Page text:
Myerson back in bid to oust Sapro board

 
Marion Dakers
CONTROVERSIAL investor Brian Myerson, who was banned from City takeover work for three years in 2010, is waging war against the board of a London-listed property fund.

Myerson, the shareholder who shook up Liberty, Blacks Leisure and Scholl before getting the “cold shoulder” from UK regulators, is now putting pressure on fellow investors in South African Property Opportunities (Sapro) to oust the board immediately.

Last week he sent a letter to institutions such as Standard Life, Deutsche Bank and SVM urging them to make “much needed changes to the company’s management team” in the wake of “unacceptable loss of value”.

“Frankly the new management team are inexperienced and unequipped to do the job,” Myerson told City A.M. “Not a penny has been sent back to shareholders.”

The firm has said it is considering his request for an EGM.

He helped float Sapro on London’s Alternative Investment Market in 2006, but has repeatedly lobbied the group since leaving three years ago.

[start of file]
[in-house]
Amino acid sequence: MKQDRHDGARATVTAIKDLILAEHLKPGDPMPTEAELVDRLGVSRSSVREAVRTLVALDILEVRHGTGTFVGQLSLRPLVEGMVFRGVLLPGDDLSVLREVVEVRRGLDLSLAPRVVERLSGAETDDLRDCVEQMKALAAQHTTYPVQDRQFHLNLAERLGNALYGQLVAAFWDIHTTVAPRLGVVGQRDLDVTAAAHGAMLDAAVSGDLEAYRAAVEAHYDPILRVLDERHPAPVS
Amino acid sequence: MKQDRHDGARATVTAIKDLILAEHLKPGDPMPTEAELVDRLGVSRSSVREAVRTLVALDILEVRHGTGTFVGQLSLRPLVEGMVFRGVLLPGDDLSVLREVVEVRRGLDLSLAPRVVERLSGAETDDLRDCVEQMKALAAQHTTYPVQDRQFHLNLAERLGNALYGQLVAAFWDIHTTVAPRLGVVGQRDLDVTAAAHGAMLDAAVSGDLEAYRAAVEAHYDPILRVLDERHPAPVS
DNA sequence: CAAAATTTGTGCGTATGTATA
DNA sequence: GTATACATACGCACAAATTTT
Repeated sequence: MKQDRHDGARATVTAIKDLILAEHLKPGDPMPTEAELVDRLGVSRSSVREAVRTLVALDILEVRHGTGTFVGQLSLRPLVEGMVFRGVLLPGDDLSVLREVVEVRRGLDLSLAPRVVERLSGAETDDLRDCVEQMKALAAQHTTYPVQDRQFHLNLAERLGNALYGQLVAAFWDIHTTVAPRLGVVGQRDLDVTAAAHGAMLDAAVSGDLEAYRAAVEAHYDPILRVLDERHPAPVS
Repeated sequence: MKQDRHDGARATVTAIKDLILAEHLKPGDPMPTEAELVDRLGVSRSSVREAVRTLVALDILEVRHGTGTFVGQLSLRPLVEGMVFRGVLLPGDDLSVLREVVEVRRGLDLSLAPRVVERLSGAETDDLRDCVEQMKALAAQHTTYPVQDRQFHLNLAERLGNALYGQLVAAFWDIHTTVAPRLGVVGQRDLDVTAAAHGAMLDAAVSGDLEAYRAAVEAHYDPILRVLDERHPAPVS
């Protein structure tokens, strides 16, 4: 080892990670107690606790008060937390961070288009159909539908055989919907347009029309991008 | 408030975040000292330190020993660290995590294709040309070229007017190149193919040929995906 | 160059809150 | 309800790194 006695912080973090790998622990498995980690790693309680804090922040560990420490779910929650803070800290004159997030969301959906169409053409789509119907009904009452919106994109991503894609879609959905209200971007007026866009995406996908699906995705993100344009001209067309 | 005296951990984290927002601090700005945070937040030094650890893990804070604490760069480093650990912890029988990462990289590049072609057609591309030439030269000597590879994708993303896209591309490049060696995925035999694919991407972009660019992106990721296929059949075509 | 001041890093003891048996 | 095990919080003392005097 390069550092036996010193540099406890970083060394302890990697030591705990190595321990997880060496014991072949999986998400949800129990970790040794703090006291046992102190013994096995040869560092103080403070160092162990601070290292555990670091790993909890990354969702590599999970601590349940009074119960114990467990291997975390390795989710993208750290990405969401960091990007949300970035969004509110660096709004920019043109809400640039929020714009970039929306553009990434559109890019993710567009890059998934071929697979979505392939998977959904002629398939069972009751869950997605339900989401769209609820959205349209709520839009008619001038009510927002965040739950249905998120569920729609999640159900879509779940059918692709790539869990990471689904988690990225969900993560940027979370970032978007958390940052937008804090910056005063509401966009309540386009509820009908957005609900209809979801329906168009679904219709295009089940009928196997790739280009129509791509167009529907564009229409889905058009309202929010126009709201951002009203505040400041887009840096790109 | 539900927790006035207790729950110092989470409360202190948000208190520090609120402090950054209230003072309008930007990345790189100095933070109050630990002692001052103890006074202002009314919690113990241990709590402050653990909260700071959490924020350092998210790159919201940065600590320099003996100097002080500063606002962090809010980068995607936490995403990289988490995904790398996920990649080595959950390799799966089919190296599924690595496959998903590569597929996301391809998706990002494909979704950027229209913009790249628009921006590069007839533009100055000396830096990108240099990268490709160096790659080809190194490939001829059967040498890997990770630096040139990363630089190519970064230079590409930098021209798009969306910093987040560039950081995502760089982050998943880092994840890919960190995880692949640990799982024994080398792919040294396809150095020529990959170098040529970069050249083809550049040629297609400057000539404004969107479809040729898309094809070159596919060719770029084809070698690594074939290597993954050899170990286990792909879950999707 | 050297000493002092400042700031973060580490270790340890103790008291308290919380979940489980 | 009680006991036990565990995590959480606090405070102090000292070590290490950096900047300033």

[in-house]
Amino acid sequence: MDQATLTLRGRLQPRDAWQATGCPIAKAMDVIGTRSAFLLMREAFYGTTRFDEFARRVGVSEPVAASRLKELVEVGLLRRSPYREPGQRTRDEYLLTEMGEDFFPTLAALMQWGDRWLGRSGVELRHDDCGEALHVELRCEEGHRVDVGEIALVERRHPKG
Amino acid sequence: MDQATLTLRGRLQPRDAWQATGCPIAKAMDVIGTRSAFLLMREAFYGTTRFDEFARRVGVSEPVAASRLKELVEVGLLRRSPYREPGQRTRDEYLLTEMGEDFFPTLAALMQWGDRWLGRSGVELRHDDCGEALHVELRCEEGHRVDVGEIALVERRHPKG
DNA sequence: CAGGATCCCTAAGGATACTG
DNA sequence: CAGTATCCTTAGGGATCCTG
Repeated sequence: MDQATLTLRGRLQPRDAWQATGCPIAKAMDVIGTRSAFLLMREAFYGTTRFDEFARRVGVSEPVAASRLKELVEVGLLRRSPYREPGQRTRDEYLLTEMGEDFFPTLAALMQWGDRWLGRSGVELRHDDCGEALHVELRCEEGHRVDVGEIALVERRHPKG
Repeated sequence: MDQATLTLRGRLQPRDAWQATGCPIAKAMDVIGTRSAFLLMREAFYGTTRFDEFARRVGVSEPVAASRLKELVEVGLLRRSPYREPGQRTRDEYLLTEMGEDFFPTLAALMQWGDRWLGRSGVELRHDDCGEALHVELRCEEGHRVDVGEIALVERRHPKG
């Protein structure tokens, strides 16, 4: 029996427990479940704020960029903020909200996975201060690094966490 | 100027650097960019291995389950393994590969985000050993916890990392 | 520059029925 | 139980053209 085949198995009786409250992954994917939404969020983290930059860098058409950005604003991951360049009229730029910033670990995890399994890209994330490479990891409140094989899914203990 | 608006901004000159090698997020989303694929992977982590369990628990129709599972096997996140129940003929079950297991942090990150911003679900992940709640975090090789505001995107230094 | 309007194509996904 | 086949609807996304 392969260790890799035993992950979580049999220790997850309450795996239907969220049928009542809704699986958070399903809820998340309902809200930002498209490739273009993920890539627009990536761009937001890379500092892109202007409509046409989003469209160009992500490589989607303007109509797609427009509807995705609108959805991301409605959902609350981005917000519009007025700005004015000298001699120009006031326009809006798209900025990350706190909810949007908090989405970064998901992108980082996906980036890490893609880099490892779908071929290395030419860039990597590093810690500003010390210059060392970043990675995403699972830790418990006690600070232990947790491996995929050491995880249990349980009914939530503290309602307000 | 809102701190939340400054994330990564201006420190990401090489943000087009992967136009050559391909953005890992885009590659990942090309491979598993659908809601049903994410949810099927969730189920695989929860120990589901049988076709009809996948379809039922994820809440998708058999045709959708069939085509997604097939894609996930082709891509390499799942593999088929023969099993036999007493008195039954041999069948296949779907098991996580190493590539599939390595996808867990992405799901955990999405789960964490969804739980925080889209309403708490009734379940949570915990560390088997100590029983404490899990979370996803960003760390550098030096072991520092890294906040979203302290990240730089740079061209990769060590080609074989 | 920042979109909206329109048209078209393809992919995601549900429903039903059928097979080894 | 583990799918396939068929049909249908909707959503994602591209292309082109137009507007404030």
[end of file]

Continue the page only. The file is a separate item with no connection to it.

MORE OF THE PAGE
The South African, whose £11m divorce hearings made headlines in 2009, made his name as a tub-thumping investor alongside Julian Treger in their Active Value vehicle.

He set up Principle Capital, which owns a 14.4 per cent stake in Sapro, in 2004. But he failed to disclose that he was working with two colleagues to buy up shares in Principle Capital Investment Trust in a bid to push through board changes.

Myerson, along with Daniel Posen and Brian Padgett, became the first investors in 20 years to be subject to the Takeover Panel’s “cold shoulder” powers two years ago.

He has kept busy since his effective expulsion from the City, helping manage investments worth around $1bn through Principle, where he remains executive chairman. He said yesterday he continues to look for investments in several markets – including the UK.